This particular echidna seemed perfectly happy to remain perched on the road, and did not respond to the group’s attempts to gently shuffle it to the side. (I don’t mean he didn’t respond well; he didn’t respond at all. Whether this is a testament to the quiet highways of WA or the terrible survival instinct of echidnas, I really couldn’t tell you.)
Don’t worry, this guy wasn’t actually pushing the echidna — just using his hat to dissuade it from walking any further in that direction.
Eventually, the echidna made its way off the road. We bade the group farewell and carried on toward our day’s destination — our eyes opened just a bit wider now.
We arrived in Kalbarri in the late afternoon and pulled into the town’s holiday park, directly across from the beach — and a weathered sign announcing a daily pelican feeding. A bit intrigued (especially considering it only required a mere 50-meter walk from our bed), we strolled over the next morning to check it out.
Similar to the dolphins at Monkey Mia, Kalbarri has a local pelican population that regularly stops by this spot and will take fish from volunteers. The demonstration is free to attend, but “gold coin” donations are encouraged (in Australia, that refers to a $1 or $2 coin).
The day we showed up, only one pelican came by. Fair enough: you can’t make wild animals appear, can you? As the volunteer of the day went over some history and fun facts, she would toss pieces of fish out of her bucket into the pelican’s wide open beak. She noted she also had a large fish head in the bucket, but she kept it hidden away from the pelican’s view, and seemed intent on saving it.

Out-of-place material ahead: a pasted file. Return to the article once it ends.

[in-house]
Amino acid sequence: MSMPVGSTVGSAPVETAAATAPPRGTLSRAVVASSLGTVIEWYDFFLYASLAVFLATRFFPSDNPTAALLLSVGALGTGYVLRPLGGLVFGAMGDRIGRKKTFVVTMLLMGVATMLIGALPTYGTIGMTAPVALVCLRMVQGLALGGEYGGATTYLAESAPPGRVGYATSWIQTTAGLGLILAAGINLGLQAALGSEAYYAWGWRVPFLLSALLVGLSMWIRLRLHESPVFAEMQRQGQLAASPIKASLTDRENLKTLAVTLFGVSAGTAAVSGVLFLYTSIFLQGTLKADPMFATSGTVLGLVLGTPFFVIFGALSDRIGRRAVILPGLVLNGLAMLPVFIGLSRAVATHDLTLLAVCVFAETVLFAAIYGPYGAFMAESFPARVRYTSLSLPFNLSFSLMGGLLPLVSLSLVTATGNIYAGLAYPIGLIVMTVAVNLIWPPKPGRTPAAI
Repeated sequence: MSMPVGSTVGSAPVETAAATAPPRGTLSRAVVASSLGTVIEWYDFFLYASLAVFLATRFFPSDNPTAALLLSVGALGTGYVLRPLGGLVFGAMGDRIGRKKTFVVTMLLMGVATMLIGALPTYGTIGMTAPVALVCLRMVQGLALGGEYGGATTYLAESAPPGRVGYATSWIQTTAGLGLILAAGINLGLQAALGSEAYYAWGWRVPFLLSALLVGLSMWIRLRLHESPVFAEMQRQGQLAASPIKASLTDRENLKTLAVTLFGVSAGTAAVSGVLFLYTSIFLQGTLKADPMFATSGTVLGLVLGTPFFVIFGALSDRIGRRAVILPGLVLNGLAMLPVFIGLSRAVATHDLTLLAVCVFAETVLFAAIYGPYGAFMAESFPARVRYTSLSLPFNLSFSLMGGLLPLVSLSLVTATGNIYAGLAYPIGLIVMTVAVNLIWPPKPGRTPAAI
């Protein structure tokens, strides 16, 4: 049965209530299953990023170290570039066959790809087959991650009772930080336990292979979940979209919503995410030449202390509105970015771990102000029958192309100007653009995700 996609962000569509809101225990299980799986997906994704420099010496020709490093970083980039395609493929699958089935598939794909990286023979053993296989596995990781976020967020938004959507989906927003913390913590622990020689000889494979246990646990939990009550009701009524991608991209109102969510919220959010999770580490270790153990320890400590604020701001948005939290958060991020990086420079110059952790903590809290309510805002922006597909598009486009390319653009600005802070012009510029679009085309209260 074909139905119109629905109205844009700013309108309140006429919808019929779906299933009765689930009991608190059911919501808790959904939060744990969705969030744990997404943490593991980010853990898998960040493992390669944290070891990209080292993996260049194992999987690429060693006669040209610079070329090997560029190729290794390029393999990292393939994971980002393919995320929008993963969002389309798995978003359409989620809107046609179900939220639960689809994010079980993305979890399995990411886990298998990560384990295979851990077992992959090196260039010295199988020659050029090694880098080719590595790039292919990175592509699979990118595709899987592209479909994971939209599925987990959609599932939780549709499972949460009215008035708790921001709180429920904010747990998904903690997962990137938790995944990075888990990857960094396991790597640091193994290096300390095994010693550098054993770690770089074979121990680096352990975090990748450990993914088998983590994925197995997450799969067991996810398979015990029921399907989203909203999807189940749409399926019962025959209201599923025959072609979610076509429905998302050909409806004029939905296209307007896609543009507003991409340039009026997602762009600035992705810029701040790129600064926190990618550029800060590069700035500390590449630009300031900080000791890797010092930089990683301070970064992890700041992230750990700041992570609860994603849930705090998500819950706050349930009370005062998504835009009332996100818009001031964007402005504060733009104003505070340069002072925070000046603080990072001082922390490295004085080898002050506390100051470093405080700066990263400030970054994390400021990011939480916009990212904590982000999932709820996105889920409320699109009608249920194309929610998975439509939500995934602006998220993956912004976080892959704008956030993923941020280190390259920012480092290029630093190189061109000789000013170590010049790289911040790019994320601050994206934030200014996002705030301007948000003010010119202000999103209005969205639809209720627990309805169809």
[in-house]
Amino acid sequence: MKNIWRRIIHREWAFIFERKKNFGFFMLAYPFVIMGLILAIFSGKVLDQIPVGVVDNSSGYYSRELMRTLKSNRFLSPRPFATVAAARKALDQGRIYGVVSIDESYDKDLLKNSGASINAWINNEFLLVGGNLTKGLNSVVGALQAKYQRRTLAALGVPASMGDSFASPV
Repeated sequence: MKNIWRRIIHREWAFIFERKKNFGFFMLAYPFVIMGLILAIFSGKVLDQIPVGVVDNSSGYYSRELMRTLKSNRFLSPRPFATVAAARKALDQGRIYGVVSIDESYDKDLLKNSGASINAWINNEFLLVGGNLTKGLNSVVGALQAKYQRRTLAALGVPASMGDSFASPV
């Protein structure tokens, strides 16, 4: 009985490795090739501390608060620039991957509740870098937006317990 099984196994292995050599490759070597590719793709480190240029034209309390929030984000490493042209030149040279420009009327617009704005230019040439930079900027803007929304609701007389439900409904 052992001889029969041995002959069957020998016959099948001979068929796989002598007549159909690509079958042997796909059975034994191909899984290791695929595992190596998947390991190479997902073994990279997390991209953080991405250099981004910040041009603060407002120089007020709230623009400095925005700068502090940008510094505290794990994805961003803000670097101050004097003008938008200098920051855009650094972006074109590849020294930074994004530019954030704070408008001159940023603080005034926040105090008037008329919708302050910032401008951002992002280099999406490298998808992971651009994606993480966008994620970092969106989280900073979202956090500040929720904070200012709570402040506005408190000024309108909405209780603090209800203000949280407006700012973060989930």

The pelican, it seemed, was not fooled. She shuffled back and forth a bit from the group to the beach, as if she wanted to fly off — yet she lingered.
I don’t know if she suspected the volunteer was holding out on her, or if she just hoped. I only know that, as soon as the volunteer finally tossed the fish head out of the bucket, the pelican snatched it up — and immediately ran off to the water as fast as she could go, never once looking back.
Not to totally contradict the theme of this post, but the travel blogger in me would be remiss if I didn’t give you at least a few words of planning advice. If you’re doing a road trip along Australia’s west coast, here are some tips.
• Stock up on food and supplies before leaving Perth, especially if you’ll be camping or otherwise cooking for yourself. Perth is one of the most isolated cities in the world; while you’ll pass through small towns during your trip, they’ll have much smaller supermarkets with much skimpier selections — and at much higher prices.
• If you’re driving, make sure you always know how far it is to the next fuel station. Towns in WA are set hundreds of kilometers apart. Don’t ever skip a chance to fuel up without being certain you can make it to the next one.
• Drink plenty of water and always wear sunscreen. This is probably good advice for everyday life, but even more so in WA, where the sun is wicked hot and the air is very dry. Stay hydrated and protect your skin. A hat would not be out of order.
• For that matter, try to visit in autumn. Western Australia is hot as hell in the summer. In the southern part of the state, it’s a nice dry heat, but things quickly get humid as you head north. Either way, I vastly preferred traveling in May. The weather down south was still sunny and warm enough for a single layer; up north, Broome’s humidity was still off-the-charts but tolerable; and while there were definitely other tourists around, we never felt crowded or overwhelmed by them, and always had plenty of space to ourselves.
The only downside is the shorter daylight hours, but hey: I never said we could have it all.
Kalbarri National Park
To sum up: Make your plans or take your chances. Either way, Australia’s west coast and its resident wildlife will keep you on your toes.